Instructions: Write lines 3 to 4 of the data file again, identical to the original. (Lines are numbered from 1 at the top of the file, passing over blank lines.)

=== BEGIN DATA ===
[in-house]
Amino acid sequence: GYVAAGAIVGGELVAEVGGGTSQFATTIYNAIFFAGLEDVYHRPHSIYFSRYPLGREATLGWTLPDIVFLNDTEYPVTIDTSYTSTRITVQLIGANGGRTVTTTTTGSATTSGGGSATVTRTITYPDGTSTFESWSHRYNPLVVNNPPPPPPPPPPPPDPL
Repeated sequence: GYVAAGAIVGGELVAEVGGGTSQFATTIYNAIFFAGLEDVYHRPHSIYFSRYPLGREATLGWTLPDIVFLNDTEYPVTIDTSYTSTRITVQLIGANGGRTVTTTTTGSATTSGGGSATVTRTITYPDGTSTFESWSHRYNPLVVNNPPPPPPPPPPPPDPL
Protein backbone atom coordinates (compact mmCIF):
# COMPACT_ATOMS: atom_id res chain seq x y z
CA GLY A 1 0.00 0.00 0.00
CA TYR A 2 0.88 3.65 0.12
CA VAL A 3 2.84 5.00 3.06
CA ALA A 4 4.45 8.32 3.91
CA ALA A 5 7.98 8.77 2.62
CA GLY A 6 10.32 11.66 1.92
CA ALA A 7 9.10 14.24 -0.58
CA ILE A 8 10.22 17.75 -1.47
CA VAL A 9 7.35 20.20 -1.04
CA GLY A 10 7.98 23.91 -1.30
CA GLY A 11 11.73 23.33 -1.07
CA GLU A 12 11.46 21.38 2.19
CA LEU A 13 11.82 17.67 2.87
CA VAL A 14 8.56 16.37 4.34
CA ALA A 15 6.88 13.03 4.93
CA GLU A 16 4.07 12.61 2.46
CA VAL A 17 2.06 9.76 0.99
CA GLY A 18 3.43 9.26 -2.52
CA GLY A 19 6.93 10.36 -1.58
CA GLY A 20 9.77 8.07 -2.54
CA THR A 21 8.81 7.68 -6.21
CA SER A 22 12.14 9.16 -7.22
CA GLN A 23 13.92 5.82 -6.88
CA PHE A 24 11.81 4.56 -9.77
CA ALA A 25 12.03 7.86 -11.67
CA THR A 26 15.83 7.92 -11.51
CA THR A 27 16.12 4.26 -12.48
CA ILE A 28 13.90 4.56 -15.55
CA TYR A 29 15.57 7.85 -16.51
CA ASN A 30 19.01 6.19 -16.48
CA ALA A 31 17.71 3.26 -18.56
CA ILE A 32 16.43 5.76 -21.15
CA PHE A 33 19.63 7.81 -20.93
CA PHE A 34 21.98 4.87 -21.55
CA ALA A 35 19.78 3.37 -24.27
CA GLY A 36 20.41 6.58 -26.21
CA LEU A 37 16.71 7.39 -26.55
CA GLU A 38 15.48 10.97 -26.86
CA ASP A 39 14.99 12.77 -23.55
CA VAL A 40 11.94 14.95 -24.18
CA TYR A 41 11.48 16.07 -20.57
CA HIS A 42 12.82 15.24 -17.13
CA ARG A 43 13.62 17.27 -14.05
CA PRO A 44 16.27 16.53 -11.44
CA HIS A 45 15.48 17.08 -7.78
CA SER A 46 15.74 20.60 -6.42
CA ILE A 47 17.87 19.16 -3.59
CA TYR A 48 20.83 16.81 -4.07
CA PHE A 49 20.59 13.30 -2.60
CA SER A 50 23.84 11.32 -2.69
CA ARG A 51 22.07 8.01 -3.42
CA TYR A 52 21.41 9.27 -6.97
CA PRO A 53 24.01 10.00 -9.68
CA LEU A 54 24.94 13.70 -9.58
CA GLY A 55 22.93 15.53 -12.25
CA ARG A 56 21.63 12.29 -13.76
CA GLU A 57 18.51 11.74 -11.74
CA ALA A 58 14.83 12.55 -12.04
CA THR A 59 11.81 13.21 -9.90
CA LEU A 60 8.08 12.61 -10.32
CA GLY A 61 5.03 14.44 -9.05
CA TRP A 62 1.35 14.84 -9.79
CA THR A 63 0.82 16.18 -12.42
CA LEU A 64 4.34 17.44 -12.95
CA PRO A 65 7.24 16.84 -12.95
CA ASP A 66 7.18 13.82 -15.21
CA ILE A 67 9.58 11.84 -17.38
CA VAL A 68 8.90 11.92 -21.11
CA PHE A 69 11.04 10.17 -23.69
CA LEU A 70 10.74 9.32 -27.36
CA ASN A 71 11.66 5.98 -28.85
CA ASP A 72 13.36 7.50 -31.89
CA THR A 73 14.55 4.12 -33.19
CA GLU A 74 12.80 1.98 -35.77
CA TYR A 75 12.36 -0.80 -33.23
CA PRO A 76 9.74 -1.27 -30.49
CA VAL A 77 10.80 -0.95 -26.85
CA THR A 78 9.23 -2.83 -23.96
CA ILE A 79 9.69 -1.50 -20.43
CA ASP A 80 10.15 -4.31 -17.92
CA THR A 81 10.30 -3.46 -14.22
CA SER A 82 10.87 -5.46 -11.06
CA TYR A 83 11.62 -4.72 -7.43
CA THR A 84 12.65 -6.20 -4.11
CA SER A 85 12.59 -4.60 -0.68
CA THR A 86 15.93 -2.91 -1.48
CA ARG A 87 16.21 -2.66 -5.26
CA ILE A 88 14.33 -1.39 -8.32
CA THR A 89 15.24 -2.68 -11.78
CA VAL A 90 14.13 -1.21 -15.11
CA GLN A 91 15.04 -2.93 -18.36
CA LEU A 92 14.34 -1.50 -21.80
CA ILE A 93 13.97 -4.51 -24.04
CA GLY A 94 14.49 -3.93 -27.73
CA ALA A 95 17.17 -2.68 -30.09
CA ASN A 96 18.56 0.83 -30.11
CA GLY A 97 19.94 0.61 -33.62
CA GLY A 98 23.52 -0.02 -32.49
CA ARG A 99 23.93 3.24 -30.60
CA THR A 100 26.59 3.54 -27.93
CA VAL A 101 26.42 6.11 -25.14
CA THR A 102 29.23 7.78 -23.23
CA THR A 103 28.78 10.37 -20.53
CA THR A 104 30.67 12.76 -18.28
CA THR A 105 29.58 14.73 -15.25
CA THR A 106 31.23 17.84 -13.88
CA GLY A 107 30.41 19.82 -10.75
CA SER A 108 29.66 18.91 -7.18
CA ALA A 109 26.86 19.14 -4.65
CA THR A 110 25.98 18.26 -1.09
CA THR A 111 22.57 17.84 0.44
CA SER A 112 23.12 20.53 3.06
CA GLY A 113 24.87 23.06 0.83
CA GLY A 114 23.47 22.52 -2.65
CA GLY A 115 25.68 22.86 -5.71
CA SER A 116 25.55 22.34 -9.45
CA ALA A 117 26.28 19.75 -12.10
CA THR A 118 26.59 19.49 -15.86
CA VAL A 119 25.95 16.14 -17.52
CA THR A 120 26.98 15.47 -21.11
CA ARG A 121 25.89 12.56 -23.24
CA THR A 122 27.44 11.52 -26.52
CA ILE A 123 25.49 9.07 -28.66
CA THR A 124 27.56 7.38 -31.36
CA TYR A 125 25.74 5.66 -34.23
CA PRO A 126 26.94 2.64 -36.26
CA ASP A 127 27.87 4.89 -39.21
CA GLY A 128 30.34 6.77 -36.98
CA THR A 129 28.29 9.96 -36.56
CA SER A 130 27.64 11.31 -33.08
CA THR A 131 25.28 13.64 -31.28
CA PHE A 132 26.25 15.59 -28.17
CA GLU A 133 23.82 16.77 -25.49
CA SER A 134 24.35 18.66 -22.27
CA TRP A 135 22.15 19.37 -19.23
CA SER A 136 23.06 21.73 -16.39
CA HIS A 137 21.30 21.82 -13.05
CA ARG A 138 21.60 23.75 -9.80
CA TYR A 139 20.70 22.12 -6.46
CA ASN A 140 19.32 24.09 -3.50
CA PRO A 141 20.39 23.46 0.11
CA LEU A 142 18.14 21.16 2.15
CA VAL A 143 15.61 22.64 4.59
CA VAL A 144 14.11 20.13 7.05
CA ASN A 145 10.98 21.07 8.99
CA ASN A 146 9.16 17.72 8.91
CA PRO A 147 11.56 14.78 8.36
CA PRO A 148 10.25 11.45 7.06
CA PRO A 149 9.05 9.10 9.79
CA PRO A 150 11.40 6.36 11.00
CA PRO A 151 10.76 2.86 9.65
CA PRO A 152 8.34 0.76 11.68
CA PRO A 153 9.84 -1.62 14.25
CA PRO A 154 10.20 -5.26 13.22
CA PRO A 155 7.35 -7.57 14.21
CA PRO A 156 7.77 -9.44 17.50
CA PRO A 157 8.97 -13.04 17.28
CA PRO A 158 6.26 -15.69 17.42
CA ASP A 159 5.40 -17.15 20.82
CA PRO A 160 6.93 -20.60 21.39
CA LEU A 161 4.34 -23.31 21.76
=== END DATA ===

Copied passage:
Repeated sequence: GYVAAGAIVGGELVAEVGGGTSQFATTIYNAIFFAGLEDVYHRPHSIYFSRYPLGREATLGWTLPDIVFLNDTEYPVTIDTSYTSTRITVQLIGANGGRTVTTTTTGSATTSGGGSATVTRTITYPDGTSTFESWSHRYNPLVVNNPPPPPPPPPPPPDPL
Protein backbone atom coordinates (compact mmCIF):